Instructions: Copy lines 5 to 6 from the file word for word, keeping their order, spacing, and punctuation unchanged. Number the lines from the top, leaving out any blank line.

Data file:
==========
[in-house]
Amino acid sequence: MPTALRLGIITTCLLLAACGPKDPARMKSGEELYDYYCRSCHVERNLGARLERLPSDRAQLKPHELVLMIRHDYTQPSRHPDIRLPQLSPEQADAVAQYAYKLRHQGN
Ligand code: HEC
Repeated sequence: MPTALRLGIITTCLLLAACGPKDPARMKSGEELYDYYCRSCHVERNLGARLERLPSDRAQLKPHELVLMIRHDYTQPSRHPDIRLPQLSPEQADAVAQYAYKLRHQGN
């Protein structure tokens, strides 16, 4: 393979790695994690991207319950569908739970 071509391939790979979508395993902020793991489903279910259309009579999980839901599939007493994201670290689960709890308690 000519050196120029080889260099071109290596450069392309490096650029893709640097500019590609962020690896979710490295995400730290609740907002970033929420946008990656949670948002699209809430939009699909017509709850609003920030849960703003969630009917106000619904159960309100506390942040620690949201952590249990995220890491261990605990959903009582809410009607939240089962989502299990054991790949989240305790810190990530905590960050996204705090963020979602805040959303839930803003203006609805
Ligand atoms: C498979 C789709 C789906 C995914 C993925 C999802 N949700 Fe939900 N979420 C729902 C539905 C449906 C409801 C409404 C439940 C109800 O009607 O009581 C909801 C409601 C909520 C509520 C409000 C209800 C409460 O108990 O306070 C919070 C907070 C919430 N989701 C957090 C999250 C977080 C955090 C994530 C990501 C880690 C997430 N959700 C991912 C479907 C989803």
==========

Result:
């Protein structure tokens, strides 16, 4: 393979790695994690991207319950569908739970 071509391939790979979508395993902020793991489903279910259309009579999980839901599939007493994201670290689960709890308690 000519050196120029080889260099071109290596450069392309490096650029893709640097500019590609962020690896979710490295995400730290609740907002970033929420946008990656949670948002699209809430939009699909017509709850609003920030849960703003969630009917106000619904159960309100506390942040620690949201952590249990995220890491261990605990959903009582809410009607939240089962989502299990054991790949989240305790810190990530905590960050996204705090963020979602805040959303839930803003203006609805
Ligand atoms: C498979 C789709 C789906 C995914 C993925 C999802 N949700 Fe939900 N979420 C729902 C539905 C449906 C409801 C409404 C439940 C109800 O009607 O009581 C909801 C409601 C909520 C509520 C409000 C209800 C409460 O108990 O306070 C919070 C907070 C919430 N989701 C957090 C999250 C977080 C955090 C994530 C990501 C880690 C997430 N959700 C991912 C479907 C989803």